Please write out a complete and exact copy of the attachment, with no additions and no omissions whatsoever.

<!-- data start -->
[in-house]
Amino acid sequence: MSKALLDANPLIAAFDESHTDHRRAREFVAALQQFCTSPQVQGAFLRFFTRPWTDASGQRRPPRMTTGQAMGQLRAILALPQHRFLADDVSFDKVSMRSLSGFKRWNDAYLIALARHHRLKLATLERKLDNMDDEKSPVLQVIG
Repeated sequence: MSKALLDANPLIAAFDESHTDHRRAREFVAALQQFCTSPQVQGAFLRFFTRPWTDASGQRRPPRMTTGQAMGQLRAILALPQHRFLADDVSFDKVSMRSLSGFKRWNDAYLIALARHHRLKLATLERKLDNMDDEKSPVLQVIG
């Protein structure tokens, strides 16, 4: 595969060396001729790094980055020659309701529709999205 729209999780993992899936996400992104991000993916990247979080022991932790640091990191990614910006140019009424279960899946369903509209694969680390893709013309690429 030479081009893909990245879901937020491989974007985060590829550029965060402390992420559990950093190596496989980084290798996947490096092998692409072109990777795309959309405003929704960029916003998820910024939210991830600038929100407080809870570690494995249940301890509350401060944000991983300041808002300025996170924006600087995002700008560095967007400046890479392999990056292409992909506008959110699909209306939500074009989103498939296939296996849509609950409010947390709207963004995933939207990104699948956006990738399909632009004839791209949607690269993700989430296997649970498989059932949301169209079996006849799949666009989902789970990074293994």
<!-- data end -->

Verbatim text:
[in-house]
Amino acid sequence: MSKALLDANPLIAAFDESHTDHRRAREFVAALQQFCTSPQVQGAFLRFFTRPWTDASGQRRPPRMTTGQAMGQLRAILALPQHRFLADDVSFDKVSMRSLSGFKRWNDAYLIALARHHRLKLATLERKLDNMDDEKSPVLQVIG
Repeated sequence: MSKALLDANPLIAAFDESHTDHRRAREFVAALQQFCTSPQVQGAFLRFFTRPWTDASGQRRPPRMTTGQAMGQLRAILALPQHRFLADDVSFDKVSMRSLSGFKRWNDAYLIALARHHRLKLATLERKLDNMDDEKSPVLQVIG
């Protein structure tokens, strides 16, 4: 595969060396001729790094980055020659309701529709999205 729209999780993992899936996400992104991000993916990247979080022991932790640091990191990614910006140019009424279960899946369903509209694969680390893709013309690429 030479081009893909990245879901937020491989974007985060590829550029965060402390992420559990950093190596496989980084290798996947490096092998692409072109990777795309959309405003929704960029916003998820910024939210991830600038929100407080809870570690494995249940301890509350401060944000991983300041808002300025996170924006600087995002700008560095967007400046890479392999990056292409992909506008959110699909209306939500074009989103498939296939296996849509609950409010947390709207963004995933939207990104699948956006990738399909632009004839791209949607690269993700989430296997649970498989059932949301169209079996006849799949666009989902789970990074293994």